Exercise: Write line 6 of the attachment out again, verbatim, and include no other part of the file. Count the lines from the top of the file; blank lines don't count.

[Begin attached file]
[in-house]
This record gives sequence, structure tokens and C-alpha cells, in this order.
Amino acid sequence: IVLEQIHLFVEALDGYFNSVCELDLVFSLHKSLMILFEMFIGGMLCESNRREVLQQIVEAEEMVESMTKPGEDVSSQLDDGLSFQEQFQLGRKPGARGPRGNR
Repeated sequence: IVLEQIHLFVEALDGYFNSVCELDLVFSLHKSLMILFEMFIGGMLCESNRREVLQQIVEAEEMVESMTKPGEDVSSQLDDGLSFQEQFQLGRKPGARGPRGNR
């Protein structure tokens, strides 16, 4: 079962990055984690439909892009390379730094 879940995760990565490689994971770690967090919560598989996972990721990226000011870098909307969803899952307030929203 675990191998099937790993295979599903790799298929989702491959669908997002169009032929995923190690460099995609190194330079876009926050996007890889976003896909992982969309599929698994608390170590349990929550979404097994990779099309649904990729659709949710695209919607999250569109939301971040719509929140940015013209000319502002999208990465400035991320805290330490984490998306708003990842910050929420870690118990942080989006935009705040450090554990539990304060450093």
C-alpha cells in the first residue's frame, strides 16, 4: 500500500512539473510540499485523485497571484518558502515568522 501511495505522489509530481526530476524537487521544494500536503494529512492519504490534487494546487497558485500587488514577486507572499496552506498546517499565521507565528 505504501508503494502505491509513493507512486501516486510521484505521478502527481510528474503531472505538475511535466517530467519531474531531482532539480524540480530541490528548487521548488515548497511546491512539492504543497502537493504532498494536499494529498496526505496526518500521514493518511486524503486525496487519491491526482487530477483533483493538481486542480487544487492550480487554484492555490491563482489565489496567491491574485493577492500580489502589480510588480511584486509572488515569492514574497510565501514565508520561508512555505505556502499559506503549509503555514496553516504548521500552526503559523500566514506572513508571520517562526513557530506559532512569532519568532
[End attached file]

C-alpha cells in the first residue's frame, strides 16, 4: 500500500512539473510540499485523485497571484518558502515568522 501511495505522489509530481526530476524537487521544494500536503494529512492519504490534487494546487497558485500587488514577486507572499496552506498546517499565521507565528 505504501508503494502505491509513493507512486501516486510521484505521478502527481510528474503531472505538475511535466517530467519531474531531482532539480524540480530541490528548487521548488515548497511546491512539492504543497502537493504532498494536499494529498496526505496526518500521514493518511486524503486525496487519491491526482487530477483533483493538481486542480487544487492550480487554484492555490491563482489565489496567491491574485493577492500580489502589480510588480511584486509572488515569492514574497510565501514565508520561508512555505505556502499559506503549509503555514496553516504548521500552526503559523500566514506572513508571520517562526513557530506559532512569532519568532